Meg Wheatley (born Margaret J. Wheatley in 1944) is an American writer and management consultant who studies organizational behavior. Her approach includes systems thinking, theories of change, chaos theory, leadership and the learning organization: particularly its capacity to self-organize. Her work is often compared to that of Donella Meadows and Dee Hock. Proposing that "real social change comes from the ageless process of people thinking together in conversation," she describes her work as opposing "highly controlled mechanistic systems that only create robotic behaviors."
Born in Yonkers, New York, in 1944, to an English father who was a mechanic running a foreign car service, and a Jewish American mother, Wheatley grew up in the New York City area. Her grandmother was Irma Lindheim, and the first Jewish woman in the Army Corps during World War I. Wheatley graduated from Lincoln High School (Yonkers, New York), in 1962.
From 1966–1968, Wheatley served in the Peace Corps in Cholla Namdo Province, Korea, teaching high school English. She returned from Korea via the Trans-Siberian Railroad, and recalled she and her travelling companion were assumed to be CIA agents in the Peace Corps, and were called "thugs wearing peace masks."
She received her M.A. in communications and systems thinking from New York University, advised by Neil Postman. She moved to the Boston, Massachusetts, area when she was 30 years old, to earn her Ed.D. in Administration, Planning, and Social Policy in 1979 with a dissertation titled Equal Employment Opportunity Awareness Training: the Influence of Theories of Attitude Change and Adult Learning in the Corporate Setting at Harvard Graduate School of Education.
She married a widower with five children in 1977. They had two more children together, and by 2013 Wheatley had 21 grandchildren and two great-grandchildren. She and her family have lived in the mountains of Utah since 1989.
Her practice as an organizational consultant and researcher began in 1973. She has worked on every inhabited continent in "virtually every type of organization" and considers herself a global citizen. Since then she has been Associate Professor of Management at the Marriott School of Management, Brigham Young University, and Cambridge College, Massachusetts, and served as a professor of management in two graduate programs. She has served in a formal advisory capacity for leadership programs in England, Croatia, Denmark, Australia and the United States, and through her work in Berkana, with leadership initiatives in India, Senegal, Zimbabwe, South Africa, Mexico, and Brazil as well as Europe. She is co-founder and President Emerita of the Berkana Institute, a global charitable leadership foundation.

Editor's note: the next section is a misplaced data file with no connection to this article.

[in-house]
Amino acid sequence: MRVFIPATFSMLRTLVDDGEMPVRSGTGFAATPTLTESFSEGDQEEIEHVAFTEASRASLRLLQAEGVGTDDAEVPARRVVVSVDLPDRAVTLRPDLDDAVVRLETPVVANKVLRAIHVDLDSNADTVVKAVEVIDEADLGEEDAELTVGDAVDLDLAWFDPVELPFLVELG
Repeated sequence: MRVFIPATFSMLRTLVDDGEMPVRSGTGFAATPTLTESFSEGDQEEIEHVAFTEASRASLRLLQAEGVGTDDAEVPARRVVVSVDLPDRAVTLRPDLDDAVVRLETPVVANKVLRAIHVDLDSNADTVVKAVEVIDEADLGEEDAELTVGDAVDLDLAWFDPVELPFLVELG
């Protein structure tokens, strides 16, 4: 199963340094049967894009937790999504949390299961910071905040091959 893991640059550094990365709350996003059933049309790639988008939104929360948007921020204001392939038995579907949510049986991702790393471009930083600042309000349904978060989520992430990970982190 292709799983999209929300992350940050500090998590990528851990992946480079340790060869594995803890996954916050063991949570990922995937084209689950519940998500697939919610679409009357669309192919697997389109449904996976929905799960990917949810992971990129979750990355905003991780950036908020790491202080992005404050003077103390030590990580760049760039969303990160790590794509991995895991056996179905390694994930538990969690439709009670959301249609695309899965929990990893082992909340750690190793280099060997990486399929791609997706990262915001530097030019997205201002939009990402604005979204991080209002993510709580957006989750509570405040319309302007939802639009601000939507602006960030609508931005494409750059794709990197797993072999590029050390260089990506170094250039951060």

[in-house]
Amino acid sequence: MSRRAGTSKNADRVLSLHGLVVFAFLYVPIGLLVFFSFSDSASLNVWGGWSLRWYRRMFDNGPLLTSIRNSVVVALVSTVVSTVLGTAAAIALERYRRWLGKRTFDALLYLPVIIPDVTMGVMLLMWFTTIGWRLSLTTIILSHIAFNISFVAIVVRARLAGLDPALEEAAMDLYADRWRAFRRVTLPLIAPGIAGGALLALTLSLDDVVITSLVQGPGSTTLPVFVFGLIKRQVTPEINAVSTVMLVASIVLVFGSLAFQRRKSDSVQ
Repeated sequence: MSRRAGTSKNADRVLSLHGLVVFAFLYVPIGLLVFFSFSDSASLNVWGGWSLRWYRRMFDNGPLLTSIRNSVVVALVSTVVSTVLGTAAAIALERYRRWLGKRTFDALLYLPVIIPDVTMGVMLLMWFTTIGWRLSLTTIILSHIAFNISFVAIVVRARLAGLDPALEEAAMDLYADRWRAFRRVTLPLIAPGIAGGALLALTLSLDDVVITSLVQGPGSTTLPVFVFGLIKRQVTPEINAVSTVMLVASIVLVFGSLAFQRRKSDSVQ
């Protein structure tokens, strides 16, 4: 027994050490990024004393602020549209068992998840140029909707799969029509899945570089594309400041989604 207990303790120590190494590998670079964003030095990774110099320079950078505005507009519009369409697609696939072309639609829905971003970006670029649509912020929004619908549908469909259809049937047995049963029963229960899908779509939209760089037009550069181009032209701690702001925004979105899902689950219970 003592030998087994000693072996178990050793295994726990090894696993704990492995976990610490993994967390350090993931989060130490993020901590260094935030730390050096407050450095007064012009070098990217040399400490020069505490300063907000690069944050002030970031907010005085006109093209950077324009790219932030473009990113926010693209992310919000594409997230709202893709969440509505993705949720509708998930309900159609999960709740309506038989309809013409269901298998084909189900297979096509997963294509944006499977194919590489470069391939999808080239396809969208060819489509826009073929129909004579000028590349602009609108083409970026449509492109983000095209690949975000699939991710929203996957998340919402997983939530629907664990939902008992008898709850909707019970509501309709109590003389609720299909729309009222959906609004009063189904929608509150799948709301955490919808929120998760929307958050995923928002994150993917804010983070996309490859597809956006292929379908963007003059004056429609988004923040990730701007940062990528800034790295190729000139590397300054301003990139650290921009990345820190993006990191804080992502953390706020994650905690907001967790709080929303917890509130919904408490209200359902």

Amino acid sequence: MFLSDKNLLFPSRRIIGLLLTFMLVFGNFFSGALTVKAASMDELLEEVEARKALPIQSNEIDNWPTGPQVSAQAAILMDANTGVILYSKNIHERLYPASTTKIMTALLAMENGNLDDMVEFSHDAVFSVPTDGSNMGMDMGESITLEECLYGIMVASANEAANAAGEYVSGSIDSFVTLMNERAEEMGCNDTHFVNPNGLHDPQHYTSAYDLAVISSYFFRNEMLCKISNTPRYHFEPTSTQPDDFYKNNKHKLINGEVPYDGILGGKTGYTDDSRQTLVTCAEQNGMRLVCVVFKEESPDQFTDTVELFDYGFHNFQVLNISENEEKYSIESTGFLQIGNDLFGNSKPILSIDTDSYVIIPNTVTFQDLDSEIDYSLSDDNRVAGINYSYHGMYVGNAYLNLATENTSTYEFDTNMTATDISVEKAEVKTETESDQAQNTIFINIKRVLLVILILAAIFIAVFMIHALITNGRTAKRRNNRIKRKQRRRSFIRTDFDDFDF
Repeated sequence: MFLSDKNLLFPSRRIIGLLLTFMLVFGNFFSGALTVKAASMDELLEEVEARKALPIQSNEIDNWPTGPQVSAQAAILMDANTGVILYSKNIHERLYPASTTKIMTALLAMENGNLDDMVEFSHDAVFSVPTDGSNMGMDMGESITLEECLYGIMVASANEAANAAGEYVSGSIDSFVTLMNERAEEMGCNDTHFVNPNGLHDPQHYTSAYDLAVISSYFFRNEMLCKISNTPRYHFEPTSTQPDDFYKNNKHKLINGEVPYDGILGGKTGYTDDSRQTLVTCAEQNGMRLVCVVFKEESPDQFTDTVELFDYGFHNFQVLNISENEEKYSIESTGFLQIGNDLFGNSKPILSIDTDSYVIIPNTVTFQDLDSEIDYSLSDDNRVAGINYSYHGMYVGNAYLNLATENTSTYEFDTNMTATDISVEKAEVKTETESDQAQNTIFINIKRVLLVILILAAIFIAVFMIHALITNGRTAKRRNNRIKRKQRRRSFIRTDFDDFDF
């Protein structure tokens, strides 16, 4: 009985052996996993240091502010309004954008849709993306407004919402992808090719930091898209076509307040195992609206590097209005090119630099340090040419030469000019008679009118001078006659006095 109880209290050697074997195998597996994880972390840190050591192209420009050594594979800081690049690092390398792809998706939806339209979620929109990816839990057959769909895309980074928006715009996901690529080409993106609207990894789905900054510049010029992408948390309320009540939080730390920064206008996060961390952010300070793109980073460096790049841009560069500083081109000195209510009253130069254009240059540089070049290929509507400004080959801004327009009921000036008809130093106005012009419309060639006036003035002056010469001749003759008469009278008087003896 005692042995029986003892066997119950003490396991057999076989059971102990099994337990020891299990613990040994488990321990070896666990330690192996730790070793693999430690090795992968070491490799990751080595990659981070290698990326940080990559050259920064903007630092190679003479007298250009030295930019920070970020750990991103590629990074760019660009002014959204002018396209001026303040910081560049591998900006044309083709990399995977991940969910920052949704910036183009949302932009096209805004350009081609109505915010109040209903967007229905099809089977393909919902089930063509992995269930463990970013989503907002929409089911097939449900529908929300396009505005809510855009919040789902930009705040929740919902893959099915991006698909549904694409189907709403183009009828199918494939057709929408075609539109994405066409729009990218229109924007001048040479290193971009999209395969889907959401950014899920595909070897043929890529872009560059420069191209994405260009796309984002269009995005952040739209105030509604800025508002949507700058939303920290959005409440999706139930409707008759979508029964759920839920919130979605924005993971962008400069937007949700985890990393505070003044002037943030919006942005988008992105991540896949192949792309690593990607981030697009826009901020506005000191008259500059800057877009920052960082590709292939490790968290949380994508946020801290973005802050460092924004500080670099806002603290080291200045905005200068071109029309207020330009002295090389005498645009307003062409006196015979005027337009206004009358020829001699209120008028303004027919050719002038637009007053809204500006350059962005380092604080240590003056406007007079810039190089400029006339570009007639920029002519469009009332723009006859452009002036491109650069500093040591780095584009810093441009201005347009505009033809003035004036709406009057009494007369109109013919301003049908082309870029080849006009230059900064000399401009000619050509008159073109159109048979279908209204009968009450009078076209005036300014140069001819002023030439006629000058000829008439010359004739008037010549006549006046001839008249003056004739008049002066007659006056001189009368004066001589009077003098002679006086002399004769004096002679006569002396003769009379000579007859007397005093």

Wheatley has received multiple awards and honorary doctorates.
In 1992, her first book, Leadership and the New Science, won the award from Industry Week as the best management book, as well as one of CIO Magazine's "Top Ten Business Books of the 1990s," and one of Xerox Corporation's "Top Ten Business Books of all time."
The American Society for Training and Development (ASTD) has named her one of five living legends. In May 2003, ASTD awarded her their highest honor: "Distinguished Contribution to Workplace Learning and Performance," with the following citation:
Meg Wheatley gave the world a new way of thinking about organizations with her revolutionary application of the natural sciences to business management. Her concepts have traveled across national boundaries and through all sectors. Her ideas have found welcome homes in the military, not-for-profit organizations, public schools, and churches as well as in corporations. Through the Berkana Institute, a charitable foundation which she started in Provo, Utah, Wheatley is supporting the development of local leaders in over 40 countries to foster societies that tap and evoke the best of human capability. Through her interdisciplinary curiosity, Meg Wheatley provides new insights into the nature of how people interact and inspires us to build better organizations and better societies across the globe.— American Society for Training and Development
She was elected in 2005 to the Leonardo Da Vinci Society for the Study of Thinking.
Margaret Wheatley inspires people. She has worked for more than forty years as a consultant, speaker, writer, teacher, and poet. She has brought a multidisciplinary, cross-cultural perspective to leadership, systems, and organizations—taking an approach that emphasizes relationships and service—one that brings both the head and the heart to bear on a probing examination of the human condition. She says on her website that she has been applying the “lens of living systems theory to organizations and communities” asking the central question “How might we organize differently if we understood how Life organizes?”— Philip Scarpino
The introduction to her interview with staff from the Association for Talent Development notes, "Meg Wheatley writes, teaches, and speaks about radically new practices and ideas for organizing in chaotic times. She works to create organizations of all types where people are known as the blessing, not the problem. Her last book, Turning to One Another: Simple Conversations to Restore Hope to the Future, proposes that real social change comes from the ageless process of people thinking together in conversation."
Her books include:
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